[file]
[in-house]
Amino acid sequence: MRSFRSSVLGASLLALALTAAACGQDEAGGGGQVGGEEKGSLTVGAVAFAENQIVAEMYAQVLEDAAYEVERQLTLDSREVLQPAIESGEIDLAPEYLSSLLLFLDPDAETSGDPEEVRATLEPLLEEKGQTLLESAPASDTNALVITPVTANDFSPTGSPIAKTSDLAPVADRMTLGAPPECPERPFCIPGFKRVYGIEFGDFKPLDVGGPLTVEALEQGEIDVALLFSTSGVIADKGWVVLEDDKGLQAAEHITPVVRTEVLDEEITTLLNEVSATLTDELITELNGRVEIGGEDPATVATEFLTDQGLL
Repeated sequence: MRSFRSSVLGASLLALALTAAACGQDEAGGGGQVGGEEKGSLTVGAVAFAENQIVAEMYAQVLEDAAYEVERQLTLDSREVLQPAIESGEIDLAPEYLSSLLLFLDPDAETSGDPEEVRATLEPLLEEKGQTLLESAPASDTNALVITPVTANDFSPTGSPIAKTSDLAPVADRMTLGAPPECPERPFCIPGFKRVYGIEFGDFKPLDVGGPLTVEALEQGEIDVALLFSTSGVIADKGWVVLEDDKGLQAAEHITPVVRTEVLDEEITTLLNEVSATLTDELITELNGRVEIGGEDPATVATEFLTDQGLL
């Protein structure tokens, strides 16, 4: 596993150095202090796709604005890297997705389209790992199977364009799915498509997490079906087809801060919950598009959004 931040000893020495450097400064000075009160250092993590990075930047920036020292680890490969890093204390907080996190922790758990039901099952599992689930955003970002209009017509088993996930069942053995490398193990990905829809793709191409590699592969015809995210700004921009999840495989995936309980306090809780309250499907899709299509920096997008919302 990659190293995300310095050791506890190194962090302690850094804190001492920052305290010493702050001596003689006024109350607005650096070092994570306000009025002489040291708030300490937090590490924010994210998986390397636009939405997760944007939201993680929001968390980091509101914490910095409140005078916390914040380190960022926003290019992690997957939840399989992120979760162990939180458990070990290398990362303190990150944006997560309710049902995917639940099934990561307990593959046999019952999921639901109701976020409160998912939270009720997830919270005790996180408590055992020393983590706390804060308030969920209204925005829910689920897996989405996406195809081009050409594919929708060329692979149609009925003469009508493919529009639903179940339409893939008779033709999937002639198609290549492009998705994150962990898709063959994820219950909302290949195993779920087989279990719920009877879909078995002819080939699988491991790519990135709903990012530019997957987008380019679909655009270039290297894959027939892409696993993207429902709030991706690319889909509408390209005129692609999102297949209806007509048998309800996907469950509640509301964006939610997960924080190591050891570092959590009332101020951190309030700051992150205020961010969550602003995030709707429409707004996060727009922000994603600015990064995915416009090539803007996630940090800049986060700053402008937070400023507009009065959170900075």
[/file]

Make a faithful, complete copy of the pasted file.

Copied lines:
[in-house]
Amino acid sequence: MRSFRSSVLGASLLALALTAAACGQDEAGGGGQVGGEEKGSLTVGAVAFAENQIVAEMYAQVLEDAAYEVERQLTLDSREVLQPAIESGEIDLAPEYLSSLLLFLDPDAETSGDPEEVRATLEPLLEEKGQTLLESAPASDTNALVITPVTANDFSPTGSPIAKTSDLAPVADRMTLGAPPECPERPFCIPGFKRVYGIEFGDFKPLDVGGPLTVEALEQGEIDVALLFSTSGVIADKGWVVLEDDKGLQAAEHITPVVRTEVLDEEITTLLNEVSATLTDELITELNGRVEIGGEDPATVATEFLTDQGLL
Repeated sequence: MRSFRSSVLGASLLALALTAAACGQDEAGGGGQVGGEEKGSLTVGAVAFAENQIVAEMYAQVLEDAAYEVERQLTLDSREVLQPAIESGEIDLAPEYLSSLLLFLDPDAETSGDPEEVRATLEPLLEEKGQTLLESAPASDTNALVITPVTANDFSPTGSPIAKTSDLAPVADRMTLGAPPECPERPFCIPGFKRVYGIEFGDFKPLDVGGPLTVEALEQGEIDVALLFSTSGVIADKGWVVLEDDKGLQAAEHITPVVRTEVLDEEITTLLNEVSATLTDELITELNGRVEIGGEDPATVATEFLTDQGLL
């Protein structure tokens, strides 16, 4: 596993150095202090796709604005890297997705389209790992199977364009799915498509997490079906087809801060919950598009959004 931040000893020495450097400064000075009160250092993590990075930047920036020292680890490969890093204390907080996190922790758990039901099952599992689930955003970002209009017509088993996930069942053995490398193990990905829809793709191409590699592969015809995210700004921009999840495989995936309980306090809780309250499907899709299509920096997008919302 990659190293995300310095050791506890190194962090302690850094804190001492920052305290010493702050001596003689006024109350607005650096070092994570306000009025002489040291708030300490937090590490924010994210998986390397636009939405997760944007939201993680929001968390980091509101914490910095409140005078916390914040380190960022926003290019992690997957939840399989992120979760162990939180458990070990290398990362303190990150944006997560309710049902995917639940099934990561307990593959046999019952999921639901109701976020409160998912939270009720997830919270005790996180408590055992020393983590706390804060308030969920209204925005829910689920897996989405996406195809081009050409594919929708060329692979149609009925003469009508493919529009639903179940339409893939008779033709999937002639198609290549492009998705994150962990898709063959994820219950909302290949195993779920087989279990719920009877879909078995002819080939699988491991790519990135709903990012530019997957987008380019679909655009270039290297894959027939892409696993993207429902709030991706690319889909509408390209005129692609999102297949209806007509048998309800996907469950509640509301964006939610997960924080190591050891570092959590009332101020951190309030700051992150205020961010969550602003995030709707429409707004996060727009922000994603600015990064995915416009090539803007996630940090800049986060700053402008937070400023507009009065959170900075």